I think coffee in the Western world is more for practical things. It’s more a convenience thing—you grab a coffee and you go to work. You may even do that in the petrol station. Here in China that hasn’t happened yet, because here in China if you want to have a cup of coffee, you want to enjoy it in a nice place. But China changes very fast. I’m sure in a few years, we will start to have coffee in service stations, or drive-throughs, which are still not very popular in China.

Q. China is an extremely diverse place, both socially and economically. Is there a big difference between a Shanghai Costa and a Costa in a provincial capital further out?

A. I would say the gap is closing quickly. The second-tier city customers, they do travel. Not only to the first-tier city type shops, but they are also traveling into Asia. They also know what they like and what they want. So I would say they are also very quick in adapting to trends. In terms of customers, I wouldn’t say there is a big difference. You could actually say there are probably more customers of the type that we want to attract.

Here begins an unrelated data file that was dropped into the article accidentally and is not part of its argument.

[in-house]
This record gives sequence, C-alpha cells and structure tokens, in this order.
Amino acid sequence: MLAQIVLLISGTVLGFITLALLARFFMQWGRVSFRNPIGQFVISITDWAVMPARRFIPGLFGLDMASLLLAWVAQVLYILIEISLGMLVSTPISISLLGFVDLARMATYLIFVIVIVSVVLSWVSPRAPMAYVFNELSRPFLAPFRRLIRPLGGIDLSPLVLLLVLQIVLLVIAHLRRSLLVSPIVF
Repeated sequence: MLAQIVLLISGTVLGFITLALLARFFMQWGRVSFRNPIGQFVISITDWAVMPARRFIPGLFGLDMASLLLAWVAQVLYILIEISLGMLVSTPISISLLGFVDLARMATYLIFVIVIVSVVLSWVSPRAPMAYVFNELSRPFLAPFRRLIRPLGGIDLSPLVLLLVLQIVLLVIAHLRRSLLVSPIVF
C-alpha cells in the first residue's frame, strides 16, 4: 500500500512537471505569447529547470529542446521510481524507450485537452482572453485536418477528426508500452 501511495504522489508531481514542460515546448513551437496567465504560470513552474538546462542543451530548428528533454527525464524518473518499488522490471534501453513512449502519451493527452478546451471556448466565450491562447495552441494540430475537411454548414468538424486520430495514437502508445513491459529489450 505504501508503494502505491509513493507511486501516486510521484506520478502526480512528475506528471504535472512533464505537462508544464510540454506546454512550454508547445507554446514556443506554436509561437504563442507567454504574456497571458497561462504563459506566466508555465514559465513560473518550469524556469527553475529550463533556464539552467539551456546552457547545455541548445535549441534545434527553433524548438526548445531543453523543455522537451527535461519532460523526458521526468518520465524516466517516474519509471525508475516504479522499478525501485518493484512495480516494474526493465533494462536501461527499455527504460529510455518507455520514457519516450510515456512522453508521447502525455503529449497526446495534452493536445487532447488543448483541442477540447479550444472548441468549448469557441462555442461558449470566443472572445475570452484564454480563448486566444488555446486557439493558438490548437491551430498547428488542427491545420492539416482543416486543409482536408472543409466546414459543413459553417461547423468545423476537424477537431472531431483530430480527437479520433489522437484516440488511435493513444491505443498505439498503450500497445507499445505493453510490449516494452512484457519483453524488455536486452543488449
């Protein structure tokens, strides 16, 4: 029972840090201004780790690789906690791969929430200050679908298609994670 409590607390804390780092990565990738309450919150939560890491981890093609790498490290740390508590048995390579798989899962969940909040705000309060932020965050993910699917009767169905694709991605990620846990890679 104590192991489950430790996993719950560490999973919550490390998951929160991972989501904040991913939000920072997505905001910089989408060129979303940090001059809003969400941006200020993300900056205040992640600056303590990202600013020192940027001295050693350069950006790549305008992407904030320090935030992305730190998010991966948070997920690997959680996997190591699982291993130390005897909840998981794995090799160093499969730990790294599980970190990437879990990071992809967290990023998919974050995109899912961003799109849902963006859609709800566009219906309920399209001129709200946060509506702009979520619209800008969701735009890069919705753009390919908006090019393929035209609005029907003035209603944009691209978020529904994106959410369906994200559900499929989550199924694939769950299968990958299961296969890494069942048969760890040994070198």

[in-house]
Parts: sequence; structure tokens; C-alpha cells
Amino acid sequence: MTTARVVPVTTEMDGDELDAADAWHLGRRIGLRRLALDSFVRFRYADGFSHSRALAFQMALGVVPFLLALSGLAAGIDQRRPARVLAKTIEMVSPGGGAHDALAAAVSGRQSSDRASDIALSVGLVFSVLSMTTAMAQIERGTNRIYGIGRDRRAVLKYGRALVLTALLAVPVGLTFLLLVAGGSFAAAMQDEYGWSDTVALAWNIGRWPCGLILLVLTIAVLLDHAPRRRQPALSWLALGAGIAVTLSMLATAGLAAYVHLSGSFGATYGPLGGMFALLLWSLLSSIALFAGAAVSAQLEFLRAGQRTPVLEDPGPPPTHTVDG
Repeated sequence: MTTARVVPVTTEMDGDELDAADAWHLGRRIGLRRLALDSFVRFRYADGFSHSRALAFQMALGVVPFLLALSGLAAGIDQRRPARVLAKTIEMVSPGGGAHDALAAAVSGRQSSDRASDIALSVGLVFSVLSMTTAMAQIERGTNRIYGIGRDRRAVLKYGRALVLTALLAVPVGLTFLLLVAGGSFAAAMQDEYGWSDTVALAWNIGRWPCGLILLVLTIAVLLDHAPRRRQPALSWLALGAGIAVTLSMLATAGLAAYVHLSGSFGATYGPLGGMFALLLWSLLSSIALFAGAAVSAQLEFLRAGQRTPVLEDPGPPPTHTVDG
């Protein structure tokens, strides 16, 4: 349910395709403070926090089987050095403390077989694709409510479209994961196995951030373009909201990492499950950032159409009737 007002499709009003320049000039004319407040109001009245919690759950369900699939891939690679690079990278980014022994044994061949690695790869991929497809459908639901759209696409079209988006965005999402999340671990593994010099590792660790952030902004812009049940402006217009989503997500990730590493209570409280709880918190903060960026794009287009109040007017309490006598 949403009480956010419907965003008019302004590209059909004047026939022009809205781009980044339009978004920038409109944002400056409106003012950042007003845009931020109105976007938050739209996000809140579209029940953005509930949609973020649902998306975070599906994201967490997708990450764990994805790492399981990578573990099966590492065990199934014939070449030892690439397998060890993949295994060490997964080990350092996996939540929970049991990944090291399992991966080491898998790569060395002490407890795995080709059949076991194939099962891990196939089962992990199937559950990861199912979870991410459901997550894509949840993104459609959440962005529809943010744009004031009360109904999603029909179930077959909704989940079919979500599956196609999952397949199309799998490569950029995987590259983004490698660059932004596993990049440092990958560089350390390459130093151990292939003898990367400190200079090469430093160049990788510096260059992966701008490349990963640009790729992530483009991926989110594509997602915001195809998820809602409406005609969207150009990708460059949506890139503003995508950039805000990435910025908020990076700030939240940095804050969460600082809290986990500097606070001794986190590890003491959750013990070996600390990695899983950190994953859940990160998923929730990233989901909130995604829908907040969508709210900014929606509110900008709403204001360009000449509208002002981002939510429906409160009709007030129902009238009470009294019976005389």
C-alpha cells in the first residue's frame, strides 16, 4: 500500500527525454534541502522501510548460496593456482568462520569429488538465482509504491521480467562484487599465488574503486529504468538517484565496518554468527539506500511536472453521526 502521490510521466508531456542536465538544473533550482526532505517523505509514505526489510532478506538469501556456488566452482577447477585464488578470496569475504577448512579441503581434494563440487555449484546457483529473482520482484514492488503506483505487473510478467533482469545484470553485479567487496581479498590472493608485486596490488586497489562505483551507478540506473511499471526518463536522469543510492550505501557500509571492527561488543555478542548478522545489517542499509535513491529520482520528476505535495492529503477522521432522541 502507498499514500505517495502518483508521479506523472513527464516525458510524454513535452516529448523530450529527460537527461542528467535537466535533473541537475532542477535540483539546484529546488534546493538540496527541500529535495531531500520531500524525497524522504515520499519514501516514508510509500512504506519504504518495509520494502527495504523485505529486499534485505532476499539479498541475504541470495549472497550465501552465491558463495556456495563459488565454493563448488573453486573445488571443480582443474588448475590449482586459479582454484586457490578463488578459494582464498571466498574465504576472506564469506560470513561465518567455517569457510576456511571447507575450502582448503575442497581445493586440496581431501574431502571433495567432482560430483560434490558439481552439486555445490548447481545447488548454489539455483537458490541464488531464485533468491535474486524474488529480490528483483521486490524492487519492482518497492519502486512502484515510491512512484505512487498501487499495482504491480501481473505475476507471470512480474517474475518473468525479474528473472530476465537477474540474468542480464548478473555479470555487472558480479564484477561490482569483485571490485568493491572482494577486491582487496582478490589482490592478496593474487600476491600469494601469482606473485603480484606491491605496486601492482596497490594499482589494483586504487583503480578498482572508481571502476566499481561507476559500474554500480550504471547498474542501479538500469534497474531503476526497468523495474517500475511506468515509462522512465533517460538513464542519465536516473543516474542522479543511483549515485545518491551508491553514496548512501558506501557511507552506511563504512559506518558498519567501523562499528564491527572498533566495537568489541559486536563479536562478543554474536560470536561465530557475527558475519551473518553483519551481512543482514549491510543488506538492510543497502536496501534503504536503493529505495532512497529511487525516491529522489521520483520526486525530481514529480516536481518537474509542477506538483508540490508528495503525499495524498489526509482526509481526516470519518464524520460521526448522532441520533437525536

Of places outside of big cities, I would say it’s also easier to attract talent, that’s my perception. Our staff and partners are even more engaged than they are in the big cities. I think maybe it’s because of the issue of opportunities. In the big cities there are a lot of jobs. In the second and third-tier cities there are maybe not as many opportunities, and that’s why they become so much more engaged.

Q. Your biggest competition is of course Starbucks—but how does the competitive relationship here compare to that in the UK, your corporate home base?

A. If you look at where Starbucks is in China compared to us and also the UK, I would say it is exactly the opposite. We are a very clear number one in the UK, and they are a very clear number one in China in terms of the number of stores. They came to China about seven years earlier than we did, in 1999. And I think they did a good thing, which was educating the Chinese customer about what coffee shops were. So in some ways they had already spread the seed of coffee in China, which made things a bit easier for us.